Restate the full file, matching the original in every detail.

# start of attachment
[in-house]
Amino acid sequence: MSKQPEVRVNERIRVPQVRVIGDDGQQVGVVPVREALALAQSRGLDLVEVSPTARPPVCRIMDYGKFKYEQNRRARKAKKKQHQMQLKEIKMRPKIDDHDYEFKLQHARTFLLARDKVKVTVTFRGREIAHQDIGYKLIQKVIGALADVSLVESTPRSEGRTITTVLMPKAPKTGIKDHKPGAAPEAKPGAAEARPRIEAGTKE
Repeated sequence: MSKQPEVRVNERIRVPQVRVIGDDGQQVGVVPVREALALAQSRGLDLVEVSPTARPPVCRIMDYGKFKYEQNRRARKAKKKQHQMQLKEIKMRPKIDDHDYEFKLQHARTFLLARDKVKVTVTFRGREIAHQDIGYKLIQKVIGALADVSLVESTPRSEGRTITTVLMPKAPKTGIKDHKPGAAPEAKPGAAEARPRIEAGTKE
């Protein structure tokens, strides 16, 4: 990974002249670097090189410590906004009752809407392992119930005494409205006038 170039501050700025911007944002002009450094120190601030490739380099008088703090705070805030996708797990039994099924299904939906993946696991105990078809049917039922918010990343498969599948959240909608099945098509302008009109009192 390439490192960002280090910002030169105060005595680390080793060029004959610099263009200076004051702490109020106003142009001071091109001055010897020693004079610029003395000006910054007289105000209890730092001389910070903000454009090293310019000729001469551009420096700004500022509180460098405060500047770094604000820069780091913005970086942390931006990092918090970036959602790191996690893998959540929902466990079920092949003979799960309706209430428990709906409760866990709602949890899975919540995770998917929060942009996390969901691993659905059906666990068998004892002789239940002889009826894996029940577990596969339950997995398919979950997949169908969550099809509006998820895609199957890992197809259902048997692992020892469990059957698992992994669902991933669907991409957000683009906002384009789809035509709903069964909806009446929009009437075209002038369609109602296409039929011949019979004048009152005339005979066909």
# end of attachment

[in-house]
Amino acid sequence: MSKQPEVRVNERIRVPQVRVIGDDGQQVGVVPVREALALAQSRGLDLVEVSPTARPPVCRIMDYGKFKYEQNRRARKAKKKQHQMQLKEIKMRPKIDDHDYEFKLQHARTFLLARDKVKVTVTFRGREIAHQDIGYKLIQKVIGALADVSLVESTPRSEGRTITTVLMPKAPKTGIKDHKPGAAPEAKPGAAEARPRIEAGTKE
Repeated sequence: MSKQPEVRVNERIRVPQVRVIGDDGQQVGVVPVREALALAQSRGLDLVEVSPTARPPVCRIMDYGKFKYEQNRRARKAKKKQHQMQLKEIKMRPKIDDHDYEFKLQHARTFLLARDKVKVTVTFRGREIAHQDIGYKLIQKVIGALADVSLVESTPRSEGRTITTVLMPKAPKTGIKDHKPGAAPEAKPGAAEARPRIEAGTKE
């Protein structure tokens, strides 16, 4: 990974002249670097090189410590906004009752809407392992119930005494409205006038 170039501050700025911007944002002009450094120190601030490739380099008088703090705070805030996708797990039994099924299904939906993946696991105990078809049917039922918010990343498969599948959240909608099945098509302008009109009192 390439490192960002280090910002030169105060005595680390080793060029004959610099263009200076004051702490109020106003142009001071091109001055010897020693004079610029003395000006910054007289105000209890730092001389910070903000454009090293310019000729001469551009420096700004500022509180460098405060500047770094604000820069780091913005970086942390931006990092918090970036959602790191996690893998959540929902466990079920092949003979799960309706209430428990709906409760866990709602949890899975919540995770998917929060942009996390969901691993659905059906666990068998004892002789239940002889009826894996029940577990596969339950997995398919979950997949169908969550099809509006998820895609199957890992197809259902048997692992020892469990059957698992992994669902991933669907991409957000683009906002384009789809035509709903069964909806009446929009009437075209002038369609109602296409039929011949019979004048009152005339005979066909």